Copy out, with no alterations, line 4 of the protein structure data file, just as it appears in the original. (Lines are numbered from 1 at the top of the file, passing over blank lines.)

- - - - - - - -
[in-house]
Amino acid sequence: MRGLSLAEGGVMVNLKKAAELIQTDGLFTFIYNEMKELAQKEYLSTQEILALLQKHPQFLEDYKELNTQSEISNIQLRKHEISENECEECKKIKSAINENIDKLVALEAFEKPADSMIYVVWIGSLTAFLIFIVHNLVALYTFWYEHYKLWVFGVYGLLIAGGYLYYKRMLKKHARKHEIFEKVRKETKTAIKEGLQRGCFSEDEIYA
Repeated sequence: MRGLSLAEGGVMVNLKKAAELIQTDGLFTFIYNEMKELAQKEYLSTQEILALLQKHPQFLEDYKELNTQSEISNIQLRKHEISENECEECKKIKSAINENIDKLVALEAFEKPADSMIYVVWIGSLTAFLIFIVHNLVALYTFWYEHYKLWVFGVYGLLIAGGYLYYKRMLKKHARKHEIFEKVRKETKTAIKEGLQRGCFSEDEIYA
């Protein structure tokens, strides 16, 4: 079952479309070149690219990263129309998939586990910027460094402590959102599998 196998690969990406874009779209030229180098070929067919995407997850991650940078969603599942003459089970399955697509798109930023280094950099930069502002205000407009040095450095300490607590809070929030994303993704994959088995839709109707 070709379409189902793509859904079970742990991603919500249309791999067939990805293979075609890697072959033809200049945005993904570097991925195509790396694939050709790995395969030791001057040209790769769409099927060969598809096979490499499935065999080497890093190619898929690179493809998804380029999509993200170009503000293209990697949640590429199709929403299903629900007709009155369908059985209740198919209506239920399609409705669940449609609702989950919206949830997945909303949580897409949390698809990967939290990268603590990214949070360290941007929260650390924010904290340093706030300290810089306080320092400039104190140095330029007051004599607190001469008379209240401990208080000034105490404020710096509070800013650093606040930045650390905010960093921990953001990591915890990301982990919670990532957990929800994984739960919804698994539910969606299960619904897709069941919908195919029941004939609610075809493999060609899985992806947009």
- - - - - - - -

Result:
């Protein structure tokens, strides 16, 4: 079952479309070149690219990263129309998939586990910027460094402590959102599998 196998690969990406874009779209030229180098070929067919995407997850991650940078969603599942003459089970399955697509798109930023280094950099930069502002205000407009040095450095300490607590809070929030994303993704994959088995839709109707 070709379409189902793509859904079970742990991603919500249309791999067939990805293979075609890697072959033809200049945005993904570097991925195509790396694939050709790995395969030791001057040209790769769409099927060969598809096979490499499935065999080497890093190619898929690179493809998804380029999509993200170009503000293209990697949640590429199709929403299903629900007709009155369908059985209740198919209506239920399609409705669940449609609702989950919206949830997945909303949580897409949390698809990967939290990268603590990214949070360290941007929260650390924010904290340093706030300290810089306080320092400039104190140095330029007051004599607190001469008379209240401990208080000034105490404020710096509070800013650093606040930045650390905010960093921990953001990591915890990301982990919670990532957990929800994984739960919804698994539910969606299960619904897709069941919908195919029941004939609610075809493999060609899985992806947009």